Regrettably, the Hansard in the Cayman Islands Legislative Assembly (LA) will show that the Caymanian Protection Law 1971 was amended by subsequent politicians until it died a slow and painful death. The demise of the Caymanian Protection Law took away the political and economic protection that our forefathers intended for Caymanians.

 

Realignment of the Caymanian Worker

 

The erosion of the Caymanian Protection Law opened floodgates to foreign workers of all skill levels who were allowed into the Cayman Islands. No record was found of a government study to assist politicians in understanding the risks of importing foreign workers. There is no record to show that politicians understand the advantages and disadvantages of importing workers to form Cayman’s middle class, as opposed to educating and training Caymanians to take on this role. Doctors, lawyers and other professionals were paid high salaries and eventually given Caymanian Status as a bonus, just for showing up for work. Caymanians who made similar commitment to serving the country were thrown overboard and left to swim or drown.

 

It is accepted that work plays an important role on the individual level as well as on the larger societal level. On the individual level, a job strengthens family bonds, and gives structure and meaning to life. Most importantly, jobs provide the financial means by which a person can access and purchase necessary goods and services. However, when politicians intervene in the marketplace, as in the case of the Cayman Islands, and create obstacles (work permits) to the natural distribution of jobs, the result is unemployment and social instability. In the Cayman experience, Caymanians are marginalized. They lose self-esteem, must accept government handouts, and many turn to crime and other questionable activities to survive. This kind of environment also invites political manipulation of jobs to maintain political power.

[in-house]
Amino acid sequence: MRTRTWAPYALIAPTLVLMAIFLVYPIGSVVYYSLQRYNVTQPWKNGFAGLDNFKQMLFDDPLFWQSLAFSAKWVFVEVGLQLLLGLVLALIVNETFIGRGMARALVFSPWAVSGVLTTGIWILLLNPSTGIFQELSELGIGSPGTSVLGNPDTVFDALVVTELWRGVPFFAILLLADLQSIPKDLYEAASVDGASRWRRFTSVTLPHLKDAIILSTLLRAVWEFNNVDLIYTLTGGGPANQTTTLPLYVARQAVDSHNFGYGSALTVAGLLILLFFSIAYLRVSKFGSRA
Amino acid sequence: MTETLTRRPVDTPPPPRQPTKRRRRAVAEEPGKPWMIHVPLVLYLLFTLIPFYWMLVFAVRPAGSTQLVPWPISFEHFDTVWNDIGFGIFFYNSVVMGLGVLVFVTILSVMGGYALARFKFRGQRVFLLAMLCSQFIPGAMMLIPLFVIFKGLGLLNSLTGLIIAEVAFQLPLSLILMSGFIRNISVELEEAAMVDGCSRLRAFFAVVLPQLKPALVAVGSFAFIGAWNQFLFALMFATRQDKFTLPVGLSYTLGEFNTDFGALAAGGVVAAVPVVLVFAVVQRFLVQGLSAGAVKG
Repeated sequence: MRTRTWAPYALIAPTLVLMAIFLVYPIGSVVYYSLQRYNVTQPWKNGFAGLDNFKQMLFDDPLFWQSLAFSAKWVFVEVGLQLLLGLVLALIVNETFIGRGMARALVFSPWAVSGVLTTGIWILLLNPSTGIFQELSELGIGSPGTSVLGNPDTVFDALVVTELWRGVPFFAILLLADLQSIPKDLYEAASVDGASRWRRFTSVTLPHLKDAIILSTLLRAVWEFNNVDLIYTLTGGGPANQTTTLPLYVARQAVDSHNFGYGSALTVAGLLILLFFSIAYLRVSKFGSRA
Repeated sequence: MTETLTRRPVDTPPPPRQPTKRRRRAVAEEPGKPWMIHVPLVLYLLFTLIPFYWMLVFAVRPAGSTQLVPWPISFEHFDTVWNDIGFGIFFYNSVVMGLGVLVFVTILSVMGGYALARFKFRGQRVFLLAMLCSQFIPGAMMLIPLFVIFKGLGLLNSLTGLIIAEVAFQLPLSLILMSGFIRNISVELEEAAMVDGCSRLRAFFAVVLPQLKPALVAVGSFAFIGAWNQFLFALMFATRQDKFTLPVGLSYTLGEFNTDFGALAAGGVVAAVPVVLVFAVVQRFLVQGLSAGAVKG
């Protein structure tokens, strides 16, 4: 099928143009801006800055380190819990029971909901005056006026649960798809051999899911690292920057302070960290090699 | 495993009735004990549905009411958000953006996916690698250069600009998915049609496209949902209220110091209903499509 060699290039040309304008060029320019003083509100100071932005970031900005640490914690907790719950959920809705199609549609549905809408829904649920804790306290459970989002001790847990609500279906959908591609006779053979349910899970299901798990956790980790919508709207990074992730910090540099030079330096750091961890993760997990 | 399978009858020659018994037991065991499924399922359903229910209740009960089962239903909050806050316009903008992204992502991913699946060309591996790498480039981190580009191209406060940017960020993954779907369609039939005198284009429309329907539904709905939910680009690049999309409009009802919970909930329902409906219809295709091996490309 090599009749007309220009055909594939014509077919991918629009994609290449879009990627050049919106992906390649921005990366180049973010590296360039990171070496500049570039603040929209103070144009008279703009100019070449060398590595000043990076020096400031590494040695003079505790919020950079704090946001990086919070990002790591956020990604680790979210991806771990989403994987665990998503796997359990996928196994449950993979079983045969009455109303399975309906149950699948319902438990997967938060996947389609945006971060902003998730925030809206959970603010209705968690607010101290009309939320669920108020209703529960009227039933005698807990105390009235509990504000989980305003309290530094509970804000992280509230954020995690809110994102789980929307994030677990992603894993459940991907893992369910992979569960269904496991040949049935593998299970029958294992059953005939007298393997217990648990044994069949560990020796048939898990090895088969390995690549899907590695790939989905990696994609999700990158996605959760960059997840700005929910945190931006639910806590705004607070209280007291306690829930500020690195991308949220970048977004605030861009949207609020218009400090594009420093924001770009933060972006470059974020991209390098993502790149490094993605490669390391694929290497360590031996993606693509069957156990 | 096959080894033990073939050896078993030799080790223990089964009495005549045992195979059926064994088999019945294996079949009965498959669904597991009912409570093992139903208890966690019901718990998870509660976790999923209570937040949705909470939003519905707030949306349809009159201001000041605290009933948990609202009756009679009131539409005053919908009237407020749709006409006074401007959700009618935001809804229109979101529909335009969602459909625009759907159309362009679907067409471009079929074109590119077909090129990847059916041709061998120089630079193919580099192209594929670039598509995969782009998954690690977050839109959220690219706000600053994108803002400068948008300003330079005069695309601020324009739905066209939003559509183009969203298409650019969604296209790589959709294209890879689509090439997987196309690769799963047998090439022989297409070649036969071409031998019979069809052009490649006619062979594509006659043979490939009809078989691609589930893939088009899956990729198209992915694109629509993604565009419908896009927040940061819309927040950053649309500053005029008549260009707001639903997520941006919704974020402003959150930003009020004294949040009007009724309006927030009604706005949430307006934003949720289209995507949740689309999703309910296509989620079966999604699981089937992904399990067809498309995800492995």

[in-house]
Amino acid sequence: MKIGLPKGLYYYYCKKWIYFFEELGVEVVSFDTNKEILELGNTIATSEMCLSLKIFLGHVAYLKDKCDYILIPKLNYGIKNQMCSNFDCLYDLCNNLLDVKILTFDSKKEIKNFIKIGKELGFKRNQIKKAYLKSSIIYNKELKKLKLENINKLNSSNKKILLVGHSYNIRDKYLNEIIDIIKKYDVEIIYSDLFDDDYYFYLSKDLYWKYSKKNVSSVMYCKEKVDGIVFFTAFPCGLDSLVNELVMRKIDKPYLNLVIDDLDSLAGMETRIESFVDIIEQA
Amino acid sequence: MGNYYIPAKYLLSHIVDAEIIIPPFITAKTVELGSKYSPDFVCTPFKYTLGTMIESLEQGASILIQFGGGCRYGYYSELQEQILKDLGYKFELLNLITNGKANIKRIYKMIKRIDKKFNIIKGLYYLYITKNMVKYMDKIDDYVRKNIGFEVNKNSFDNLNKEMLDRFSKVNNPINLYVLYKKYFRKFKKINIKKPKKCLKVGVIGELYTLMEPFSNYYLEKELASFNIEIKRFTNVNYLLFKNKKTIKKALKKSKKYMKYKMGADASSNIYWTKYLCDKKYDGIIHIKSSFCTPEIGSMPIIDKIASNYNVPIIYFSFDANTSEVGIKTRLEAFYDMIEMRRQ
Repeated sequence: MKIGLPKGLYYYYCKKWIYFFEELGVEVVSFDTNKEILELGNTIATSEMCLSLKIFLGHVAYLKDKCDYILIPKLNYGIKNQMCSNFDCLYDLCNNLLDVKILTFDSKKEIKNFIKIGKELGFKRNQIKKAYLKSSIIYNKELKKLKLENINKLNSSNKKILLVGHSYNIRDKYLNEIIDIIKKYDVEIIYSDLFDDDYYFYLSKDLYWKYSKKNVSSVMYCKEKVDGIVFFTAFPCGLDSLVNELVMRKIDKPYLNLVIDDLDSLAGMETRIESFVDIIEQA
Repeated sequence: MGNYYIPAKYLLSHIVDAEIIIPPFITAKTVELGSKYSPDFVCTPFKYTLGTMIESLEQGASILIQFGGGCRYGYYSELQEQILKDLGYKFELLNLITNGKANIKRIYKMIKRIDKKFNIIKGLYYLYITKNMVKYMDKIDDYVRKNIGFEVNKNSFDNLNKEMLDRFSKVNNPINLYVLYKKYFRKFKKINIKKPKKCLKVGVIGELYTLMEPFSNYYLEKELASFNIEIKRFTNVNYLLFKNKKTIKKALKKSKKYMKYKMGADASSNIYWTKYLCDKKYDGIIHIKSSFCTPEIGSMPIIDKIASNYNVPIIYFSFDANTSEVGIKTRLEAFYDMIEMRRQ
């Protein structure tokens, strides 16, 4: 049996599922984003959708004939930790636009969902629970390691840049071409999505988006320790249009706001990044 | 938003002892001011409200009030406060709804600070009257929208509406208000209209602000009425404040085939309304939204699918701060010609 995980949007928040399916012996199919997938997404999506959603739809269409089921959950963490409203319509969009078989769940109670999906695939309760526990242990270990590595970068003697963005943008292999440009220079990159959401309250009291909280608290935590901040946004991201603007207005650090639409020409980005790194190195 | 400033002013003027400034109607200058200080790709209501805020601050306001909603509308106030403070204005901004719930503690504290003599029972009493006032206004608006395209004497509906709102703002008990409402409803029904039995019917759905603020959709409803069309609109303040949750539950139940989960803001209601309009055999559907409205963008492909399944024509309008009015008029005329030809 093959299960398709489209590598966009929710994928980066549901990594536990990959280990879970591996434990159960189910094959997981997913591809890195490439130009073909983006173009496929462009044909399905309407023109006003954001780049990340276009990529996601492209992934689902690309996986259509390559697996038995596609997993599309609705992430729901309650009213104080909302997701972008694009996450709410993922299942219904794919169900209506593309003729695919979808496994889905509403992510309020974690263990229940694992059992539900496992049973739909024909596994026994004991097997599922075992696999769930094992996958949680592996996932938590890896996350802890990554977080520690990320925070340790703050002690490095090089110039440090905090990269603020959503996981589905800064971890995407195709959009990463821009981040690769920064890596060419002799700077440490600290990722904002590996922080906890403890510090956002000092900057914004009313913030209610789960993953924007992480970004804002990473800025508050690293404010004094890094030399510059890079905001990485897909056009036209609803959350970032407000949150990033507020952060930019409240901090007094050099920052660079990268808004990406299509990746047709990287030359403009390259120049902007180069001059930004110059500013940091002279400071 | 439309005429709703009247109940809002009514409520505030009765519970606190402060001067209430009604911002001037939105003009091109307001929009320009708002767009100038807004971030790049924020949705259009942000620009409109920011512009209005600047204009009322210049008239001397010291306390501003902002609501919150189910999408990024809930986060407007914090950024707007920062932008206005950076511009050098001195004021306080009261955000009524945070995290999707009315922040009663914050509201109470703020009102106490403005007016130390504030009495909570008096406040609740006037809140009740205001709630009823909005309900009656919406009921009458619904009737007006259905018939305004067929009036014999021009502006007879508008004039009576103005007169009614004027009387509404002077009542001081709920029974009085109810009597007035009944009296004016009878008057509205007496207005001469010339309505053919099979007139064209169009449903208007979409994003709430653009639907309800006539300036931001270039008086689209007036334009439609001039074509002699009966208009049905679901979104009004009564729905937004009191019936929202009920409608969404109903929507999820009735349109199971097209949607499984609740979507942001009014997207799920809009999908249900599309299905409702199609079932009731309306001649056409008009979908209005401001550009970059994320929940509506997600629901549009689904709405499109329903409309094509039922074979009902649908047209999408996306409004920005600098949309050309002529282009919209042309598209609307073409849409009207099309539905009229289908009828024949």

Decades after the transformation of Cayman’s economy, the indications are the politicians still have not learnt about the risk and economic impact that foreign workers have on the economy. For example, do they understand the impact of funds sent home monthly by foreign workers have on the economy? Do they understand the impact that foreign workers have on the island’s physical infrastructure and services? Equally important, do they understand the risk and the impact that the grant of Caymanian Status has on our political system of government? For example, if you have a concentration of Caymanian Status Holders forming the majority of voters in an electoral district, what is the impact on our elections? In addition, we know that large numbers of unskilled foreign workers are forced to live in deplorable housing conditions, thereby adding to Cayman’s poorest class.

 

The views expressed in this article are not necessarily the views of the Caymanian Times.

 

About the author:

 

Gilbert Connolly is a retired Cayman Islands senior civil servant. He is a graduate of Pace University, New York with a Bachelor’s degree in Business Administration. He also holds a post graduate Diploma in Insurance Management from Nottingham University and City University London, and an EMBA from UCCI and the University of Toronto.